Within an area of 1.2 km of the hypocenter, there was almost a 50% death rate in the total 350,000 people who were there in Hiroshima at that time. According to the estimates of Hiroshima City Survey Section, almost 118,661 civilian deaths happened till August 1946. Almost 20,000 military personnel lost their lives. And estimating the results and after effects (current figure), the count of people who are still immensely suffering from the destructive effects of the radiation will come around 140,000. Among those who escaped death and injuries, the effects (long-term consequences) of radiation resulted in various terrible sickness, and genetic and chromosome problems. The mental trauma was catastrophic; babies, who were born long after the incident also suffered from various deadly sicknesses, too stunted in growth and were sometimes mentally retarded even.

Survivors of the blast were in need of medical help, food and shelter. Surviving (few of them injured and few uninjured) doctors and nurses offered their help to injured people. People had their body burned, eyes melted and oozing. Children were separated from their parents. Elders had to help them find their parents. Gruesomely wounded people were wandering everywhere and uninjured ones had to take care of them bringing them to hospitals and giving necessary care. Rescue efforts could not make a big difference as majority of the population was injured. There were limited medical facilities and very few doctors and nurses to serve. Hundreds died at a time but nobody was available to bury them. Few doctors and nurses came to the city for help but still there were only 8 doctors for 10,000 wounded people. Hospitals were filled and doctors had to work continuously for hours to help the wounded people.

The radiation from the explosion had many longer-term effects and nearly killed the surviving people. They suffered from some degree of radiation sickness months after their exposure to the powerful radiation. Body absorbed the radiation and started showing it as various deadly sicknesses. Many people who appeared to uninjure mysteriously died. Those who somehow escaped this situation had to undergo various other problems. They suffered from nausea, heavy fever, shivering, headaches, diarrhea and various other problems for several months. Many of them passed away even after getting suitable treatments. As the days go, new new sicknesses and problems started appearing. Skin diseases, hair fell out, various allergies, fever, vomiting, diarrhea, everything happened as a result of the radiation effects of the bombing. Blood disorders started appearing a month after the blast. Many (particularly kids) suffered from very high fever and white blood count fall. Majority of the patients did not survive as a result of this blood problem. The body tried to compensate the problem of the blood by increasing white blood cell count. Large number of people died as a result of various other complications. Burns remained very big deep scar tissue on the top, and made what is called keloid tumors. Several doctors were injured and had to offer their service to the seriously injured most-urgent patients.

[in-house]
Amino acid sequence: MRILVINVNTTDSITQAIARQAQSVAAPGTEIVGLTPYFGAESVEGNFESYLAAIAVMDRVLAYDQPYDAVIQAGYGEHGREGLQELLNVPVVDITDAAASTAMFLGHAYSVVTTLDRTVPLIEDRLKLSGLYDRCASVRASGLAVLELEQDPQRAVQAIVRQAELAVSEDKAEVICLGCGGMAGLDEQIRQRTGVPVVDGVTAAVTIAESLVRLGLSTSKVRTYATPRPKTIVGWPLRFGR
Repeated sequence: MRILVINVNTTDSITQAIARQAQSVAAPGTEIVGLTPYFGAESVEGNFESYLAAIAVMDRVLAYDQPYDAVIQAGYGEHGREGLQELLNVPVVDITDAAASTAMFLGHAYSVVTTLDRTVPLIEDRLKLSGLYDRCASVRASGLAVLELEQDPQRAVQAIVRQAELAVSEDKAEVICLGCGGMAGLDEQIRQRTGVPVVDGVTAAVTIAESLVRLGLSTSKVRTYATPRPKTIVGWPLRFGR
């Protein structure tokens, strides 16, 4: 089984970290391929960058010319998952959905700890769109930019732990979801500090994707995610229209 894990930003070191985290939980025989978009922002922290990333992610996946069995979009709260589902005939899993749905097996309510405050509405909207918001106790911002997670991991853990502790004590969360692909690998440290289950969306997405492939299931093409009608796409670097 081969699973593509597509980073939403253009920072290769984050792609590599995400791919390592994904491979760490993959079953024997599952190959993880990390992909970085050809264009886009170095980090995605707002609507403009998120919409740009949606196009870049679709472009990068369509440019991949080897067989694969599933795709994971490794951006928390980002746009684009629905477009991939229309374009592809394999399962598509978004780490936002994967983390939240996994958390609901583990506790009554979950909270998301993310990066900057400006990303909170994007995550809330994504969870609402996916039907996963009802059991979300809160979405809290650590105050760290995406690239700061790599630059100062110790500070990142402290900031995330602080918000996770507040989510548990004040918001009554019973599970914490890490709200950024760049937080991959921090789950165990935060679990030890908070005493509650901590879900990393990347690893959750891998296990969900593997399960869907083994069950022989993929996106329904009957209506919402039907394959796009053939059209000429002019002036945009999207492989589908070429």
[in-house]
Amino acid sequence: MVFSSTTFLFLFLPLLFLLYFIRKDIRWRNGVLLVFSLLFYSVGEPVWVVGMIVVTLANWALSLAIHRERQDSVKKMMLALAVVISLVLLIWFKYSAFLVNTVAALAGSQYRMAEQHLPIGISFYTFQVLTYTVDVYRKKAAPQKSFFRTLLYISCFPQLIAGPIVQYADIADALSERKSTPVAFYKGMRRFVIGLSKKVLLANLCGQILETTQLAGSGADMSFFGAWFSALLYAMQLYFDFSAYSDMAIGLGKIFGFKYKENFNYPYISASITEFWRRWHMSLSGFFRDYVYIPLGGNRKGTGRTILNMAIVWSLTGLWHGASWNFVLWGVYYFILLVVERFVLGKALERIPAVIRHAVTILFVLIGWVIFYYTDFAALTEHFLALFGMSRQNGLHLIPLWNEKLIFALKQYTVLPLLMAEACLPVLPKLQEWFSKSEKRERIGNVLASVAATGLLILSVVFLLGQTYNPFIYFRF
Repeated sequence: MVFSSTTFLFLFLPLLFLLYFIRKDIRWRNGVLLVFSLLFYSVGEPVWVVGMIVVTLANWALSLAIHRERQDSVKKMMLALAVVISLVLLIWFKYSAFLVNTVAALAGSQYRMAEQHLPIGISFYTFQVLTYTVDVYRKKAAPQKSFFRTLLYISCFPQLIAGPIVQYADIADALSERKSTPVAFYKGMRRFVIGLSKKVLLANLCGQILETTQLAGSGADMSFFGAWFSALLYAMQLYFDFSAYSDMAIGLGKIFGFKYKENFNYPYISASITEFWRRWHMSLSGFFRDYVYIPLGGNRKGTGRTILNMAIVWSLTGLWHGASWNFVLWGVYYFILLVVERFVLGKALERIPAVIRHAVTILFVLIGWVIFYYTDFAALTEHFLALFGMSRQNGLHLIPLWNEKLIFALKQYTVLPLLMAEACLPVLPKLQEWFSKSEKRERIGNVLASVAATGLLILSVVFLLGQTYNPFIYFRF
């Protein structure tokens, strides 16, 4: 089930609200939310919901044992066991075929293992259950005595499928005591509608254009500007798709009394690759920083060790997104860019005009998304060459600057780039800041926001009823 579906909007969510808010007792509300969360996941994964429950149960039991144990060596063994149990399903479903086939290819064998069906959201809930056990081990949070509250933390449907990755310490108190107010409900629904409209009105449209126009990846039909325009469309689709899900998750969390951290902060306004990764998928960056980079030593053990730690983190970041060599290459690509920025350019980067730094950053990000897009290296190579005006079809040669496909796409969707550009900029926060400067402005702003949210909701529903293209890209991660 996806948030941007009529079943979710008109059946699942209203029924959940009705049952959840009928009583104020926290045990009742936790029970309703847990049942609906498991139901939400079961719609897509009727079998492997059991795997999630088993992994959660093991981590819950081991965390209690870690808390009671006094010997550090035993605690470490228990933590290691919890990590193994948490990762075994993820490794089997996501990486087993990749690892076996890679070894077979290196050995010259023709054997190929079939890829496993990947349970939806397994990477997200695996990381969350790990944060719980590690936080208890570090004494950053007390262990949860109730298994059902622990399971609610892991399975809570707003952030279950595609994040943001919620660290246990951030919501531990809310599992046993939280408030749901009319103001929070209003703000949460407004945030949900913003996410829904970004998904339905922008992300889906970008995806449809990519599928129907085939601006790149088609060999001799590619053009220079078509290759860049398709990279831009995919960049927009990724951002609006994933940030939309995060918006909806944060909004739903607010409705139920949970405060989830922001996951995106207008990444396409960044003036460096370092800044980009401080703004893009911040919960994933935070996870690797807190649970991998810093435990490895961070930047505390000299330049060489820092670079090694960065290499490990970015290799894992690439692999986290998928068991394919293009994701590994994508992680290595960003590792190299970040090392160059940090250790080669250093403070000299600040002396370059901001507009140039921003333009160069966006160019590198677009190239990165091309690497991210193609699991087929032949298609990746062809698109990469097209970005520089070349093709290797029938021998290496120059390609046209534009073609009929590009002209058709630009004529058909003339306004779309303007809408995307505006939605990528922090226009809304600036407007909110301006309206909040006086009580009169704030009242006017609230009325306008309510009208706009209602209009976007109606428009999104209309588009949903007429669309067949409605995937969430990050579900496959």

References

Boyer, Paul. By the Bomb's Early Light. New York: Pantheon, 1985.

Chambers, Whittaker. Witness. New York: Random House, 1952.

Griffith, Thomas. Harry and Teddy. New York: Random House, 1995.

Hersey, John. Hiroshima (reprint edition). New York: Vintage, 1989.